31148 - Comparative Public Policy

Course Unit Page

Academic Year 2018/2019

Learning outcomes

The student at the end of the programme has an in-depth knowledge of the main methodological and analytical tools for public policy analysis. Such tools related to the comparative approach are used for the analysis of specific policy fields (between them, active social policy, education policy, health policy, migration policy). For some of these areas the student collects information on both policy output and policymaking processes. On such a base, the student is able to design research projects and policy reports for assessing policies and policy change.

Course contents

The programme consists of two main parts. The first one is focused on key analytical and methodological tools, in line with three major questions to address: What is public policy; How do policies work? Which policy actors, dynamics and outcomes? Why do we compare? What do we compare? How do we compare? The first part of the course is based on traditional lecturing. The second part all conceptual and methodological tools introduced in the first part are applied to specific policy areas: this is the case of social, education, health and migration policies. This second part develops with a more active involvement of students who will present some papers and book chapters in class.

Readings/Bibliography

Theoretical readings:

  • G. Capano, S. Piattoni, F. Raniolo, L. Verzichelli (2017), Manuale di scienza politica, Il Mulino, only the chapter 10, "Processi decisionali e politiche pubbliche", pp. 331-364.
  • Lanzalaco, L. e Prontera, A., Politiche Pubbliche Comparate, Bologna, Il Mulino, 2012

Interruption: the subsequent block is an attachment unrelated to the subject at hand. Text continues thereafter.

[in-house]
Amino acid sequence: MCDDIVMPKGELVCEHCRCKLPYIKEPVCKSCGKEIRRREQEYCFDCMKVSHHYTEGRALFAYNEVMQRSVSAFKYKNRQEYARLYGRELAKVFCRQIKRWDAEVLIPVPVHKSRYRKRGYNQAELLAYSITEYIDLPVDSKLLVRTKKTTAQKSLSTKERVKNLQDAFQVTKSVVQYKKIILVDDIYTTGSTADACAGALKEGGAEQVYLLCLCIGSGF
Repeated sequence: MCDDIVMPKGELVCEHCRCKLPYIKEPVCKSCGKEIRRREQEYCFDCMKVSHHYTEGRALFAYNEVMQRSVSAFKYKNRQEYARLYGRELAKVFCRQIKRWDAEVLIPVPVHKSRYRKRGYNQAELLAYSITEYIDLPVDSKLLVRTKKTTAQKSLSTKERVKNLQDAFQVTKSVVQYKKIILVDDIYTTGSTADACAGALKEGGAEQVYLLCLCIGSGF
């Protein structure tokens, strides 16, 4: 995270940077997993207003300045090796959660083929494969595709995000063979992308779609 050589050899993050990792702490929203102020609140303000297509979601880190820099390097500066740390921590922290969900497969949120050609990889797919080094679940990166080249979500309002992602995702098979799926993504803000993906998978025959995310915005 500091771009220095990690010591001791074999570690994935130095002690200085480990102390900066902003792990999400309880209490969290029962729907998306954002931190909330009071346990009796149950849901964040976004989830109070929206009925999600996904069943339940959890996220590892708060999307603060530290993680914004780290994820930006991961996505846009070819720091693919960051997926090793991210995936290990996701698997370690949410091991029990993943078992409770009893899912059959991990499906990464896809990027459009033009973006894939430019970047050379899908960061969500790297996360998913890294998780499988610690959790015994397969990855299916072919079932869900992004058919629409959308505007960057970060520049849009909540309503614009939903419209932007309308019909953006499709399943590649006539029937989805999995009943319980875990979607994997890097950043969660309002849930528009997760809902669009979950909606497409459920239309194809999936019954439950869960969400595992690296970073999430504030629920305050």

Readings Empirical :

  • Besharov D., and Lopez, M. (eds) Adjusting to a World in Motion. Trends in Global Migration and Migration Policy. Oxford University Press, 2013.
  • Bonoli, G., The origin of active social policy, Oxford University Press, 2013.
  • Demeuse, M., Frandji, D., Greger, D. e Rochex, J. Y., Educational Policies and Inequalities in Europe, Palgrave MacMillan, 2013.
  • Ka-Ho-Mok, Education Reform and Education Policy in East Asia, 2005, London, Routledge. Capitoli 3, 4, 9, 10.
  • Toth., F. Le politiche Sanitarie, Laterza, 2009.

Teaching methods

The programme consists of two parts: the first part is based on lecturing, while second is based on active involvement of the students who will present some of the texts in the syllabus while debating both analytical and substantive issues.

Assessment methods

Students’ learning will be assessed in the following way: two written exams (40%); quality of involvement in the class activities (20%); final oral examination (40%)

  • The first written exam (at the end of the first part of the course) consists of 5 open questions on the theoretical topics
  • The second written exam (at the end of the second part of the course) consists of three open questions on one of the four analyzed policies;
  • The oral exam consists of the discussion of a policy report that each student should prepare after having agreed the topic with the teacher.

Teaching tools

Web resources

Office hours

See the website of Giliberto Capano